x Abu Dhabi, UAEWednesday 26 July 2017

The Viceroy hotel, Anguilla

A smart beachside sanctuary that will please the sun-seeking, style-savvy international traveller with deep pockets - but it offers a muted taste of the Caribbean.

The living area of one of the beachfront villas at the Viceroy Anguilla.
The living area of one of the beachfront villas at the Viceroy Anguilla.

The small island of Anguilla, in the British West Indies, is ringed with some of the best beaches in the Caribbean. Most visitors fly in via Antigua or go to nearby St Maarten and transfer by boat. The drive from Wallblake airport to Viceroy Anguilla takes around 15 minutes, its entrance heralded by an impressive avenue of 165 palm trees. The lobby, filled with contemporary art and handsome bellboys in loose grey uniforms with natty white hats, makes it clear that this is a luxury beach resort that takes style very seriously. Opened in November 2009, the Viceroy is the latest hotel from a collection that already has popular outposts of cool in Los Angeles, Miami and Aspen, along with a sister group of urban retreats, The Tides. The brand is currently developing properties in Abu Dhabi at Saadiyat beach and on Al Sowwah island.

Anguilla is only 25km by five km. Flat and dry, its white sand beaches are the prime attraction, backed up with high-class hotels and an exceptionally good restaurant scene. Most visitors are wealthy, including many celebrities who can relax here without attention. The Viceroy lies in the west of the island, set between two fine beaches, Barnes Bay and Meads Bay. Taxis are expensive and it is worth hiring a car for a few days to explore at your own pace.

The Viceroy has 166 rooms ranging from spacious doubles to ocean-view penthouses and five-bedroom beachfront villas with private pools. All have been styled in natural tones by LA-based designer Kelly Wearstler, who has drawn inspiration from seashore finds. My two-level rooftop studio offers a grandstand view over the main pool area with engaging people-watching. The marbled bathroom is generously sized, and the four-poster bed with Italian linen assures a sound sleep, but it is surprising to find no full-length mirror in such a narcissistic property.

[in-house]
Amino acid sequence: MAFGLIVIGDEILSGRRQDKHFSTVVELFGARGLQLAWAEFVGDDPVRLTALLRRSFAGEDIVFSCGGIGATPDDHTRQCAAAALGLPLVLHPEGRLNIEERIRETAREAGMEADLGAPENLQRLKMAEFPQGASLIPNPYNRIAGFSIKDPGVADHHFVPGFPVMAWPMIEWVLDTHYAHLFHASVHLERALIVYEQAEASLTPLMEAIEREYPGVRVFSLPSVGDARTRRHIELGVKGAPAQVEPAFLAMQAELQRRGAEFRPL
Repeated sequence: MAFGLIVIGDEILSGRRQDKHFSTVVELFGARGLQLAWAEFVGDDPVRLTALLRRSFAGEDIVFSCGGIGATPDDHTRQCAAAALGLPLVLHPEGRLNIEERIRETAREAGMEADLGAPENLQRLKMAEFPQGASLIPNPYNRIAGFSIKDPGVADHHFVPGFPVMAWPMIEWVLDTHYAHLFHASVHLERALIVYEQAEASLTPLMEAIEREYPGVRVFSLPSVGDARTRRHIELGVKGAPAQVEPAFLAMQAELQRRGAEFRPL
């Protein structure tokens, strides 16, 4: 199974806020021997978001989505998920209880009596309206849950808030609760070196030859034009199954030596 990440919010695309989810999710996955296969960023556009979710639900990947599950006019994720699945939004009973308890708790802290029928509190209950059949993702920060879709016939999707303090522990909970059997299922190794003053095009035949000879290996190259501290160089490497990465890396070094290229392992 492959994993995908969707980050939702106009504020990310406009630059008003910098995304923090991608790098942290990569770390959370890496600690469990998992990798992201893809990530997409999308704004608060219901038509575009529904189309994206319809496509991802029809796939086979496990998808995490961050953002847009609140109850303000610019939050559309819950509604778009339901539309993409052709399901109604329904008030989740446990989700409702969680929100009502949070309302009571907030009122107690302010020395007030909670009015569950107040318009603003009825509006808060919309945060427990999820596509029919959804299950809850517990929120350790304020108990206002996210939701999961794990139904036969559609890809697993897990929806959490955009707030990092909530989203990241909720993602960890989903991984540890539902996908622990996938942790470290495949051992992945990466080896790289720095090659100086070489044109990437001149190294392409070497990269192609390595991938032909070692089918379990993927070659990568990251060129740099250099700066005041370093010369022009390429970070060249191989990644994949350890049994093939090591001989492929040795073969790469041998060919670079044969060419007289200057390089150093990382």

Good by Caribbean standards - elsewhere it can be notoriously slow. A request for a "Do Not Disturb" sign is never fulfilled, but lobby and beach staff are chatty and welcoming. Wi-Fi is complimentary and a shuttle takes guests to the resort's private beach club two minutes' away. The Viceroy is family friendly with a Kids' Club and activities for teenagers. Jet skis are banned in Anguilla - after waiting just 10 minutes, I'm out in the bay sailing a Hobie Cat over the glistening waves.

Cool. The Viceroy attracts well-heeled guests, principally from the US, who are tanned, toned and dressed in on-trend resortwear. A plain T-shirt from the hotel boutique will set you back by US$60 (Dh220) and even the gardens must conform - at Kelly Wearstler's behest, the only permitted flowers are white. Housed in a luxury villa, the oceanfront spa complements the resort's high standards with a serene ambience and extensive menu of treatments including massages from $130 (Dh477) for an hour.

There are five dining options at the Viceroy, including the principal restaurant, Cobà, which is open for breakfast, lunch and dinner and unexceptional. At night it is so romantically low-lit, waiters carry a torch to help guests read a menu that includes local dishes such as Anguillan crayfish ($38; Dh139) and jerk chicken with plantains ($35; Dh128). My Caribbean prawn curry ($38; Dh139) is underwhelming and dessert fans will be dismayed by a standard issue list featuring cheesecake, fresh fruit and ice cream. But don't worry, Anguilla has many excellent restaurants - for a list see www.anguilla-vacation.com.

The palm-shaded pools. Both the adults-only Sunset and the kids-welcome Point House pools are blissful. Dive in for a pre-breakfast swim, kick back on a sunlounger with an iPod, enjoy a drink at dusk - it all works as a replenishment for mind and body.

The ceaseless piped music. Groovy lounge beats are fine for the cocktail hour, but not at breakfast. What's wrong with the sound of the waves?

Anguilla's latest and largest hotel is a smart beachside sanctuary that will please the sun-seeking, style-savvy international traveller with deep pockets - but it offers a muted taste of the Caribbean. And what do Anguillans think? "It's great," reflects one storekeeper. "Now I can go to Miami without having to take a flight."

Double rooms cost from $715 (Dh2,626) including taxes. Viceroy Anguilla, Barnes Bay, Anguilla (www.viceroyhotelsandresorts.com; 001 264 497 7000).